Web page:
Chris WrightChris Wright is a Licensed Marriage & Family Therapist. He sees clients in the Washington, D.C. area and has telephone clients from all over the world. He also has over 35 years of experience as a trainer and workshop leader in human and organizational development across the U.S. and Canada. Chris was founder and director of the Human Relations Institute in Houston, Texas. He was also the Director of PAIRS International -- training psychologists, psychiatrists and therapists in couple’s skills programs. As an innovator in the field, he has developed a unique blend of tools that increase the effectiveness in relationships -- for couples and in the workplace. He has Masters Degrees from the University of Arizona and Antioch University in Los Angeles.
Host: Is the problem our unmet needs or how we communicate our needs with our partner?
Chris Wright: In most cases, it's not our needs that are creating the problem as much as how we communicate our needs. There are many successful couples who are married to people that completely opposite, with a different personality and different needs and yet they are successful. The thing that determines it that how you communicate, how you deal with these pressures inside yourself and how you are responding your partner that s what generates the conflicts in the relationship. For example, let s say that in a marriage, I will use me as an example that at the beginning of the marriage it is was a joy, to try to meet your needs.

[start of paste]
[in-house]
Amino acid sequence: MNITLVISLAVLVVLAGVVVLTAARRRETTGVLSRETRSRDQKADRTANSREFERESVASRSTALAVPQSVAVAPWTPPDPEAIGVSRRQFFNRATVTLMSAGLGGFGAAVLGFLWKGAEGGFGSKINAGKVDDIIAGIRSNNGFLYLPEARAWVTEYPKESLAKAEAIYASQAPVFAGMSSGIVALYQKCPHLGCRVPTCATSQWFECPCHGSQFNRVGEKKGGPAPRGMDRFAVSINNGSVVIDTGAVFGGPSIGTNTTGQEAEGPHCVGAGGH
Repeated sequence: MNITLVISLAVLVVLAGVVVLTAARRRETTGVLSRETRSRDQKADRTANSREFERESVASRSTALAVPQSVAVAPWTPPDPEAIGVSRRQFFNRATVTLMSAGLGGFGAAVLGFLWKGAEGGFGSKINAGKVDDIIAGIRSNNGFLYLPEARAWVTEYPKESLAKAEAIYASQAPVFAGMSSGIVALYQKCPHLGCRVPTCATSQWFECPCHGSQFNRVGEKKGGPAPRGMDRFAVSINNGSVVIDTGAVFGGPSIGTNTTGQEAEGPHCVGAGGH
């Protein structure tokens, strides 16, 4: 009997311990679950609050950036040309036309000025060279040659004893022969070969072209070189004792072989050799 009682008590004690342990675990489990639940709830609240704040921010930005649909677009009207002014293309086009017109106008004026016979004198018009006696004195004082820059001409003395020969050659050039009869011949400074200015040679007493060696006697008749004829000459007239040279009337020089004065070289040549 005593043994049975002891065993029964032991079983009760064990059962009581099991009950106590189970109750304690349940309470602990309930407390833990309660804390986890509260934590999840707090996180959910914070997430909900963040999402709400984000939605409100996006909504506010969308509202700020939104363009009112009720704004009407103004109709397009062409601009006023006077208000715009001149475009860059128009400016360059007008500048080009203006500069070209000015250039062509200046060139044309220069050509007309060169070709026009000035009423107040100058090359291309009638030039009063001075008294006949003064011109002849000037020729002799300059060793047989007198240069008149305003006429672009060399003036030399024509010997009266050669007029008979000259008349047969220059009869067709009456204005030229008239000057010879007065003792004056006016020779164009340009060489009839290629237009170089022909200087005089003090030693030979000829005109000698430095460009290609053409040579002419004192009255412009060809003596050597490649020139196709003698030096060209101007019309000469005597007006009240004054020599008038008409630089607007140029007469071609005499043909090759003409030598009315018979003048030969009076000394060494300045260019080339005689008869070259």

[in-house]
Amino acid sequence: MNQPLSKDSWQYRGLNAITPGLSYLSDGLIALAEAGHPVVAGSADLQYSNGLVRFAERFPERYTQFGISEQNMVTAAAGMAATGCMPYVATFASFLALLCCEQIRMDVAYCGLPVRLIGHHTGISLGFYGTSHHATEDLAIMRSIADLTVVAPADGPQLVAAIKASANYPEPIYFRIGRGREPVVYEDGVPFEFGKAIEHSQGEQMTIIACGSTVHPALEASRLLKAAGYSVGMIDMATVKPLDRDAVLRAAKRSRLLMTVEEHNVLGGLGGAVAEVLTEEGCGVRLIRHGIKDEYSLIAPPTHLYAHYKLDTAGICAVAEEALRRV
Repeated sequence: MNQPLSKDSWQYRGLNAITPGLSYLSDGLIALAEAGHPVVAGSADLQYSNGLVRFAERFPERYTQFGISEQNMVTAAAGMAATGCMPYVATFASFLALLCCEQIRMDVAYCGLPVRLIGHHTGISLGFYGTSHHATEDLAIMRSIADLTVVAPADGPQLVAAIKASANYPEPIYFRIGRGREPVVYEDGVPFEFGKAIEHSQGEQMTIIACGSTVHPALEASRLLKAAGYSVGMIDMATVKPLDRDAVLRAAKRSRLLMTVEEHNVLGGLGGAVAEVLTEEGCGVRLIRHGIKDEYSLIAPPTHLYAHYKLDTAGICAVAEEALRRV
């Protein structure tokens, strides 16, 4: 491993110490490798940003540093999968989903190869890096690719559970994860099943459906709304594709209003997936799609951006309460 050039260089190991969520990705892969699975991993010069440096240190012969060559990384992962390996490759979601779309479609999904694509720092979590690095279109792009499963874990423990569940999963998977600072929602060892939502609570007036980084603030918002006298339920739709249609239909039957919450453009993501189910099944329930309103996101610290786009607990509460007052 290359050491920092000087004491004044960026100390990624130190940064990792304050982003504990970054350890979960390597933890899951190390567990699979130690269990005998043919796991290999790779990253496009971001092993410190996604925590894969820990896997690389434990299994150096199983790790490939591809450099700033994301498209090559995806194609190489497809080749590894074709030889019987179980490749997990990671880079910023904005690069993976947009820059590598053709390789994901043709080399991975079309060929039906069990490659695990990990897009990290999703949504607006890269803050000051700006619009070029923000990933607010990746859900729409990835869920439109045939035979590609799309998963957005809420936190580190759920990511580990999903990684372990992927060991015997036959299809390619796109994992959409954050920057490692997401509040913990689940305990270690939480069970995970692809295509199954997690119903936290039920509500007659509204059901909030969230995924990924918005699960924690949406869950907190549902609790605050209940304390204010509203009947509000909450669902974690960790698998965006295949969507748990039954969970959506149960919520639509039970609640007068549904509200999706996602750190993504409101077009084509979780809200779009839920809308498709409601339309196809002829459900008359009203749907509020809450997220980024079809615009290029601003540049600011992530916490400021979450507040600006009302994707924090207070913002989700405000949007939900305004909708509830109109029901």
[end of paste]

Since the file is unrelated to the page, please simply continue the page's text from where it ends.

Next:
So, I would adjust my barb because I wanted to make you happy. So, it is my pleasure, there is a lot of goodwill in those days, but overtime I could feel the amount of pressure and tension associated with your needs and how you respond it and so those were the good old days because overtime you started to wear me down. I started to feel the sense that I wasn t doing that right. I mean you would say you know, no, no don t do it this way, no don t do it this way, no, no you are doing it wrong and it is like, wow! Again you have started to wear me down.
In my world, I thought I was doing fine and because I don t have that need, I don t have the level of discernment that you have, as to whether that it is done perfectly or done right. So, from my side I have always bar all the way up to here and I thought wow! That s really great I am putting a lot of effort into this and that she is really going to be happy and she is going to praise me, instead what I found out that you are condemning me and you are accusing me and you are making me wrong and I am being criticized. So, each time that happen I would contract inside, I mean I would look inside go, I don t get it, you know it hurt my feelings. And over a period of time, over period of maybe weeks or months or years, maybe I started to resent it, and started to erode the goodwill that I had to want to adjust my bar, to want to make you happy.
The same thing happened to you, I mean at the beginning you were innocent as well and that you would share these needs and it was fine but overtime you started to feel frustrated that why wasn t I responding, I mean you already communicated to me. Do I not care about you and so it's started to hurt your feelings as well and you started to get frustrated and it started to erode your goodwill. That s the real problem when it erodes your goodwill. That s a big problem because goodwill is huge, goodwill is the currency that allows me to adjust my bar and be flexible and want to please each other and when you started losing your goodwill, boy you started pulling a way, you started feeling emotionally distant, you know, it feels so connected. You are started thinking at your own needs and not our needs, so it becomes real problem.
So, again the focus is on how you communicate these needs to each other and how I respond to your needs, that would determines the success of this relationship and whether our needs are responded to unmet or whether they were not.